Crowne Plaza gets new look to break from “bland world” of business hotels

NB Studio has refreshed the visual identity for the global hotel chain, while PearsonLloyd has given it a new interiors concept, with the aim of appealing to a younger audience.

NB Studio has given global hotel brand Crowne Plaza a new visual identity, which hopes to step away from the “generic, bland world” of hotel design.

Crowne Plaza is a hotel brand aimed at companies and individuals travelling on business trips, and has 400 branches in 52 countries worldwide.

It is owned by parent company InterContinental Hotels Group (IHG), which also owns the Holiday Inn and InterContinental hotel chains, among others.

The brand’s existing purple logo has been retained – a flag-shaped emblem inside an oval holding device, which sits above the hotel name in an all-caps, sans-serif typeface – but NB Studio has used the logo’s symbol to create a new visual language.

The flag-shaped icon, made up of three wavy lines, has been used as a shorthand for the logo across communications, and the wavy line has been used as a motif to frame print materials, interiors wayfinding and signs and complimentary product packaging.

The previous print materials

Crowne Plaza’s signature purple colour has been kept but minimised and used alongside an extended colour palette of yellow, orange, light blue, navy blue, grey and white. The colour red, which was used extensively before, has been scrapped.

NB Studio commissioned four illustrators – Ben Wiseman, Peter Greenwood, Pietari Posti and Thomas Danthony – to create animated imagery, and photographer Arnhel de Serra to take shots of people who have used Crowne Plaza hotels, to be used across communications.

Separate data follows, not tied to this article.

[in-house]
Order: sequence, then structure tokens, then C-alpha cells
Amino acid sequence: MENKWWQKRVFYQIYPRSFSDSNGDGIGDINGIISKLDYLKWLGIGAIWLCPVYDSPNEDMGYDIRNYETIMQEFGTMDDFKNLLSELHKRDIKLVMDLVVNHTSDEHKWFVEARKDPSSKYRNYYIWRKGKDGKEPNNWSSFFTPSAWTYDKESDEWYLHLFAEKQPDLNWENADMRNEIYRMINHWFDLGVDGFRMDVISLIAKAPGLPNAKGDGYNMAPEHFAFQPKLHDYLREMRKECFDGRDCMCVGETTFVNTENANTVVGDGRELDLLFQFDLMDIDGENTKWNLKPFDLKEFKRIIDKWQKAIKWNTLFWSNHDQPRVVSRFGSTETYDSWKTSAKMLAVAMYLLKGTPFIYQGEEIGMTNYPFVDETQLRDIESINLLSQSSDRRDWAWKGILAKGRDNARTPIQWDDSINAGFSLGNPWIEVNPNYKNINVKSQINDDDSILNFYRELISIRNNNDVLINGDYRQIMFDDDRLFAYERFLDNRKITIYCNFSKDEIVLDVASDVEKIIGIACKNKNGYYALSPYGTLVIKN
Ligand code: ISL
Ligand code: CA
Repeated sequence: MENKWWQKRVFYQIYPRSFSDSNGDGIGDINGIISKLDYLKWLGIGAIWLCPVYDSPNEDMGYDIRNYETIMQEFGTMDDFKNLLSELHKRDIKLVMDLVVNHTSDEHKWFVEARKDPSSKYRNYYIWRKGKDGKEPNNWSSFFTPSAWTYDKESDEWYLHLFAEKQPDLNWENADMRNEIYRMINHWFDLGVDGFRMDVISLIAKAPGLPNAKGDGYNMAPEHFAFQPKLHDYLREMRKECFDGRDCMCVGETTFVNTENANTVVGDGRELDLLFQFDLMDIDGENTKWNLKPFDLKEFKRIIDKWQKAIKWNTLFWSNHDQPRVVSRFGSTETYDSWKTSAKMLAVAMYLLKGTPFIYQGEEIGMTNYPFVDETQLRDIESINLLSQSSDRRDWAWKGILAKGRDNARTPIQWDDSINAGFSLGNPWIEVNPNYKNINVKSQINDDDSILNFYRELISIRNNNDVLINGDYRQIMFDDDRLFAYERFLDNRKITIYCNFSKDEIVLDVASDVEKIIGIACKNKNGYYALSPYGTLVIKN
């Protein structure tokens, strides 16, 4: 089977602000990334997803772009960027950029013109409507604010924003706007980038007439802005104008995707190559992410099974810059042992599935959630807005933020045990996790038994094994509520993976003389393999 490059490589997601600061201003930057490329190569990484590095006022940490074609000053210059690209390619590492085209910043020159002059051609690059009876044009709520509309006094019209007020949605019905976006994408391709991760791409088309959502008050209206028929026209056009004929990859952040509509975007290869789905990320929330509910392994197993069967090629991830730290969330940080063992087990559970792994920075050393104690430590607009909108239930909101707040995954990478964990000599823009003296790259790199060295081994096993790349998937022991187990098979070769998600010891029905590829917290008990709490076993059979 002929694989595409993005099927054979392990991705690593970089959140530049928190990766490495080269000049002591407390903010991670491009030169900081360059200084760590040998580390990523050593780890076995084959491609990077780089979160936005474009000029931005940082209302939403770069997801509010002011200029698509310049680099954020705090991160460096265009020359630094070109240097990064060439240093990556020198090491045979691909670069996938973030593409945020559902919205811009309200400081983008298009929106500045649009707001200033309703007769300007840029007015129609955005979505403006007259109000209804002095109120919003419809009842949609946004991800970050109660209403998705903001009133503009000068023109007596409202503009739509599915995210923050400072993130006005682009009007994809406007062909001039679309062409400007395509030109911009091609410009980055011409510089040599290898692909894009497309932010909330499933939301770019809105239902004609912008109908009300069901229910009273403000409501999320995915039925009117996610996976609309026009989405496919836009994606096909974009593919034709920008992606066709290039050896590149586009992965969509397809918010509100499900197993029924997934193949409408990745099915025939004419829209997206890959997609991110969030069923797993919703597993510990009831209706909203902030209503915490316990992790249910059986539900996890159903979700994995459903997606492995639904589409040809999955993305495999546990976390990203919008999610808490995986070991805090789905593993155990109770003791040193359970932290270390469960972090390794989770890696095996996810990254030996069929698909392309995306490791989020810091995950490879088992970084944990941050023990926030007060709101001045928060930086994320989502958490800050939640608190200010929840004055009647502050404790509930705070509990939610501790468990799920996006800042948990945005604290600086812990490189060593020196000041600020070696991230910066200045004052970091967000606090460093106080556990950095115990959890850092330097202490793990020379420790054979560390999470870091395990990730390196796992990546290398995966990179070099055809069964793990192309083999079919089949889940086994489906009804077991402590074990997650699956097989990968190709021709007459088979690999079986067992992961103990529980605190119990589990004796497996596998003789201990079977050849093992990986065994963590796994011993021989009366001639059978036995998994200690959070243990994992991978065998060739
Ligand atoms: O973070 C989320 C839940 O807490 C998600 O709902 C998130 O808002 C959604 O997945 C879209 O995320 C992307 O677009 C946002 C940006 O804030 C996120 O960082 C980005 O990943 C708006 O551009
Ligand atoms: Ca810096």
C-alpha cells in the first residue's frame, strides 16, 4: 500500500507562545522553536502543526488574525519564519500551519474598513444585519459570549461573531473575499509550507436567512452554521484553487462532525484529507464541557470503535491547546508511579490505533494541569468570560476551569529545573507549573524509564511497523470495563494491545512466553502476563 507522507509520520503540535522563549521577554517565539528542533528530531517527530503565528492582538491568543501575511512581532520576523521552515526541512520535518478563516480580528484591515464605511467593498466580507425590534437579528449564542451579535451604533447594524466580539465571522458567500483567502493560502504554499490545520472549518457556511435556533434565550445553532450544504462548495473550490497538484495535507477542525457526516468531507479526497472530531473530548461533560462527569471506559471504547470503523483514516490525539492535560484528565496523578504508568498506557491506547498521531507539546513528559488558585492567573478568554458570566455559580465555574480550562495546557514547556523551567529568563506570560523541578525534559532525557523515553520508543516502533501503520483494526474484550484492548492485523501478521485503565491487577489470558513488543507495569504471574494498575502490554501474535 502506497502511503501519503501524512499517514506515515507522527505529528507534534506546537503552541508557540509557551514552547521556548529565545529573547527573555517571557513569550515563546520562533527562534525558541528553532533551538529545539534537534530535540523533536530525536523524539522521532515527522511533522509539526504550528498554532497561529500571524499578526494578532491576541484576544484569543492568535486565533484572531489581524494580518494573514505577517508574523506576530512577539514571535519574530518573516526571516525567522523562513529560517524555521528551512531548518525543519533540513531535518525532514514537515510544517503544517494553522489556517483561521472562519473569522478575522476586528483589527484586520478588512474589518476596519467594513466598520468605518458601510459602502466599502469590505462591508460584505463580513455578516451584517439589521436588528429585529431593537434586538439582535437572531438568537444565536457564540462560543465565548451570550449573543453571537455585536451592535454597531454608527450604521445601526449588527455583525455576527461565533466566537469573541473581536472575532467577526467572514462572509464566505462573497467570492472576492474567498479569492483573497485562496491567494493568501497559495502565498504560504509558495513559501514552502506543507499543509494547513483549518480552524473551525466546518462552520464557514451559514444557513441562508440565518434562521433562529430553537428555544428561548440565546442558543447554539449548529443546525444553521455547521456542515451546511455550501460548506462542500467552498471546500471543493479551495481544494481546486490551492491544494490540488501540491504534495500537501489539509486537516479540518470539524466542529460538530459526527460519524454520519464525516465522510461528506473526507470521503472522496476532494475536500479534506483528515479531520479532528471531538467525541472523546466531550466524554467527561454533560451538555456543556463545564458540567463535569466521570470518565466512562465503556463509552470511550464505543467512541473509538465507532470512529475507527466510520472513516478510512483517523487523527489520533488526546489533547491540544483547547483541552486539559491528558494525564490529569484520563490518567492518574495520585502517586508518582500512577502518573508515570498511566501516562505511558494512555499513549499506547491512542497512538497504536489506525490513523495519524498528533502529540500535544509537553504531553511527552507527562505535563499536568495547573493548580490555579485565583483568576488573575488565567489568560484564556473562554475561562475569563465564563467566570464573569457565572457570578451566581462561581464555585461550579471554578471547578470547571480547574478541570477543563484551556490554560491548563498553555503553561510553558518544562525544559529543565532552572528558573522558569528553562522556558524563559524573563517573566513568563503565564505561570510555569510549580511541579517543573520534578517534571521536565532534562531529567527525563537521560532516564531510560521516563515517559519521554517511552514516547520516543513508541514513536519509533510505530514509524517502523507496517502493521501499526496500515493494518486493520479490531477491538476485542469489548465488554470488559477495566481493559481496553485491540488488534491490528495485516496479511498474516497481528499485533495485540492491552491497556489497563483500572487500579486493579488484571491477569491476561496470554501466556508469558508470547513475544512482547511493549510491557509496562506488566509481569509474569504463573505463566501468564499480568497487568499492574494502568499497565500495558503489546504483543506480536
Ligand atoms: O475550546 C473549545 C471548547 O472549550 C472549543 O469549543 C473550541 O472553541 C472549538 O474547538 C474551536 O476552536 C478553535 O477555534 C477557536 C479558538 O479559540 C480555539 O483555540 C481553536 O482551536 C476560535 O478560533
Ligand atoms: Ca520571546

The studio also commissioned copywriter Nick Asbury to create new marketing slogans to be used across advertising, which aims to “inject a little bit of personality” into the brand, says Jamie Breach, senior designer at NB Studio. Copy is set in Agenda typeface.

NB Studio also designed a suite of icons to demonstrate the hotels’ different assets, such as free wi-fi, gym classes and room service. These animate for use online.

The new visual identity accompanies an interiors overhaul for the hotel brand worldwide, completed by design consultancy PearsonLloyd. This aims to help it appeal to a younger audience, and break away from the “generic, bland world” of corporate hotel design and its “sea of sameness”, says Alan Dye, creative director at NB Studio.

The whole new look for the hotel chain aims to appear “friendlier” and takes inspiration from the style more modern short-term rental companies like Airbnb, adds Dye, and reflect how “younger people are now going on business trips more.”

Crowne Plaza decided not to change its logo because of the cost of replacing all the exterior signage worldwide, following a recent overhaul of these signs, says Dye.

The new look is currently rolling out in Crowne Plaza hotels worldwide, across interiors, wayfinding and signage, online, print and marketing materials and merchandise. A marketing campaign has been created by advertising agency Ogilvy’s New York office.

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